For a history of the Fintona branch, see: 'The Fintona Horse Tram' by Norman Johnston; West Tyrone Historical Society (1992). For an overview of the Irish tram scene, including Fintona, see 'Irish Trams' by James Kilroy; Colourpoint Books (1996).

Images

Horse tram drivers
Fintona tram in 1914
A wonderfully evocative photo taken in Fintona station yard in 1914 with what would appear to be a freshly outshopped No 381 (the high number due to it being treated by the GNRI as a railway coach). Photo believed to have been taken by Inspector Andrew Johnston; courtesy of Jim Kilroy, tram archivist at the National Transport Museum (see link).


Fintona tram in 1914
A blow-up of the above photo showing three individuals, two of whom are certainly railway staff. The man on the platform is probably the driver (officially designated 'Leading Porter'), whilst the man standingon the right is probably a porter, checker or carter. The driver is wearing a single-breasted jacket and soft-topped, railway-style cap; unfortunately, the insignia on the jackets or caps cannot be made out.


Fintona Tram 1926
The line's horse, allegedly always called 'Dick', and so named irrespective of whether the incumbent was male or female, stands in Fintona station with a baggage truck and the tramcar in 1926. Photo courtesy of the Tramways and Light Railway Society, with thanks to David Voice.


Fintona tram with driver Willy McClean in 1926
A blow-up of the above photo showing the driver - Willie McClean - who drove the tram for 35 years from 1922 to 1957.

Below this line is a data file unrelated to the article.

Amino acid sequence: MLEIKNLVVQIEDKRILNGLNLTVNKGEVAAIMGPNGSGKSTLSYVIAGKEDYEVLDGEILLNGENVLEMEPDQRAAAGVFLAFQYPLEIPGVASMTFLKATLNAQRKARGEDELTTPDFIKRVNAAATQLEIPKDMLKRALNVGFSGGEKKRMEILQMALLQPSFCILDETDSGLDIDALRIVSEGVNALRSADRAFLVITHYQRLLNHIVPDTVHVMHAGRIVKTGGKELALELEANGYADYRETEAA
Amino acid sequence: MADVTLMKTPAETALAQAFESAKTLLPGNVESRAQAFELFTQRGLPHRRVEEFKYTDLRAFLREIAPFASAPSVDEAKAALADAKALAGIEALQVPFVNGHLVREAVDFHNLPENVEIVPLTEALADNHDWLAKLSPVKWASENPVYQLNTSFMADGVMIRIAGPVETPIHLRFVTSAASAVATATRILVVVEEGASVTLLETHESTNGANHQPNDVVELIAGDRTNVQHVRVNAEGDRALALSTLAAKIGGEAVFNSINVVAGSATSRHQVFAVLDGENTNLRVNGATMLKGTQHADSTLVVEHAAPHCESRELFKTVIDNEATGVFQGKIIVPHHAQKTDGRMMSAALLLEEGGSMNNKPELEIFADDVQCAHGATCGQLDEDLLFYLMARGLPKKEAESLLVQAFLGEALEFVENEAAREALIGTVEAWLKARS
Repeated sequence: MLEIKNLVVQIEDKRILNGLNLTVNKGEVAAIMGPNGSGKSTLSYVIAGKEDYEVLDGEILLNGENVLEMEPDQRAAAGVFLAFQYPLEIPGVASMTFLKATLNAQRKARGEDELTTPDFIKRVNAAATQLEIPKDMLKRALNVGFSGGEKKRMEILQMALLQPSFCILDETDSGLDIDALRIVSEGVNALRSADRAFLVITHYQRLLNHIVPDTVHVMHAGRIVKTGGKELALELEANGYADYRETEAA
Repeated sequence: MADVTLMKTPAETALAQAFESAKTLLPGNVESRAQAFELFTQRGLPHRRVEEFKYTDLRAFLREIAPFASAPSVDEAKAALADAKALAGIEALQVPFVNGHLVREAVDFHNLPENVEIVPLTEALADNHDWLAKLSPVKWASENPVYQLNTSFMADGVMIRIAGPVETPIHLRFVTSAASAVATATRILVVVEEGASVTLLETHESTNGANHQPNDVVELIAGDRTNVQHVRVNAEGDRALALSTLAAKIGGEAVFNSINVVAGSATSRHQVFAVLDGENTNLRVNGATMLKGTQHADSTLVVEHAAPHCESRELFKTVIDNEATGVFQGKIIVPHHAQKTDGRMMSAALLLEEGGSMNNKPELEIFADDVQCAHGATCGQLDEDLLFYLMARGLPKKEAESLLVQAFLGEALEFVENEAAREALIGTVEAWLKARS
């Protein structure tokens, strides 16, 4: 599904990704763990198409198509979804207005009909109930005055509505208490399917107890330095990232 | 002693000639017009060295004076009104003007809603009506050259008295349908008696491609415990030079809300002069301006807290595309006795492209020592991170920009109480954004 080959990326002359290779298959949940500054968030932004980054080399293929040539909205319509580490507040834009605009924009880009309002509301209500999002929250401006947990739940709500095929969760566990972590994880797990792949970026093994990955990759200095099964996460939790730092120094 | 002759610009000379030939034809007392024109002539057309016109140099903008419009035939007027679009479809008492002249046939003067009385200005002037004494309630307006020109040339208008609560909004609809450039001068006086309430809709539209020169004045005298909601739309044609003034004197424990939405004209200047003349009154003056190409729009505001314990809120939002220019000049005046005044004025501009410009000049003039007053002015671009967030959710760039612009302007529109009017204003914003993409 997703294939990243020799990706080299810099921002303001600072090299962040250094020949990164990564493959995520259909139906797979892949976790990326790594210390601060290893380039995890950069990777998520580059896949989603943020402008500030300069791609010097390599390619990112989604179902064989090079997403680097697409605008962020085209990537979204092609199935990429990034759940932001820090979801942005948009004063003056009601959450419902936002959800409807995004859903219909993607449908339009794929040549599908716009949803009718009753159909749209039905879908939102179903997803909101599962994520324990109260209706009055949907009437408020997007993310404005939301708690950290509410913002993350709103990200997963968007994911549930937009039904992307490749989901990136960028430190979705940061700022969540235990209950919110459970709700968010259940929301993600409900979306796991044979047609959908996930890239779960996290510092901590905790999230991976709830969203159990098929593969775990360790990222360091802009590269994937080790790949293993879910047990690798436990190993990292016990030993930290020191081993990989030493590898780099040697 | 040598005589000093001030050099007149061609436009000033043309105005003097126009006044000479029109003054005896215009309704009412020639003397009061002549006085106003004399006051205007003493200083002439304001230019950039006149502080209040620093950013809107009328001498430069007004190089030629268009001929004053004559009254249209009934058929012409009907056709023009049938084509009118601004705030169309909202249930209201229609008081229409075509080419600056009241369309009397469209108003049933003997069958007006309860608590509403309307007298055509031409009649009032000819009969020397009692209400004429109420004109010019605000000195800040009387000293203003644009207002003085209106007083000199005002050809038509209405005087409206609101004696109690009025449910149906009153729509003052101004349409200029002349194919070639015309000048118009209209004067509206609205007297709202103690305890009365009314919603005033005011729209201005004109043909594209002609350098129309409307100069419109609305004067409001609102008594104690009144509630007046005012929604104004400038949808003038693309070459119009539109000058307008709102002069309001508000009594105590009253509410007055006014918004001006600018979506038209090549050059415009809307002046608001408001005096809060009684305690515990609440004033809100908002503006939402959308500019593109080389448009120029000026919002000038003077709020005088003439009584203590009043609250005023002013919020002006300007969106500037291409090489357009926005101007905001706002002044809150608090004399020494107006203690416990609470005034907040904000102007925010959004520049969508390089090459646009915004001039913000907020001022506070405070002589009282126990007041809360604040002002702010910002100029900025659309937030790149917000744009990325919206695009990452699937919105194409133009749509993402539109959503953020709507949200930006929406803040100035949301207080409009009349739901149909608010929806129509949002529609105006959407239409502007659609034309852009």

Fintona  tram circa 1945
A shot which was probably taken just after the end of the Second World War, with the tram looking decidely tatty in the teak livery which was introduced around 1926; the horse is the penultimate 'Dick', who appears to have worked during the 1940s. The driver - in waistcoat, jacket and cap - is accompanied by another member of the railway staff, probably a porter. Photo courtesy of Jim Kilroy, tram archivist at the National Transport Museum (see link).


Fintona tram and driver Willy McClean
Driver Willie McClean at the helm of a rather tired-looking No 381, seen here at Fintona in its last livery - photo undated, but probably taken in the last year of operation (1957). Photo courtesy of Jim Kilroy, tram archivist at the National Transport Museum (see link).


IMG_0007 CROP
Another shot, possibly taken on the same day as the preceding photo, but this time at Fintona Junction. The brass GNRI cap badge can just be made out. Willie McClean is still smartly turned out in waistocat, jacket, shirt, tie and cap, in spite of the lines impending closure. Photo courtesy of Jim Kilroy, tram archivist at the National Transport Museum (see link).


Fintona tram branch cap badge brass
Great Northern Railway of Ireland brass cap badge, as worn by staff working the Fintona branch, probably from the 1950s through to closure. Author's Collection.


Fintona tram 30th September 1957
Willie McClean at the helm on the last day of operation, 30th September 1957. Photo courtesy of the Tramways and Light Railway Society, with thanks to David Voice.


Senior staff
Fintona Station Master
A blow-up of the 1914 photo above, showing an individual who is very probably the Fintona Station Master. He is wearing a double-breasted jacket and a military-style cap embellished with braiding.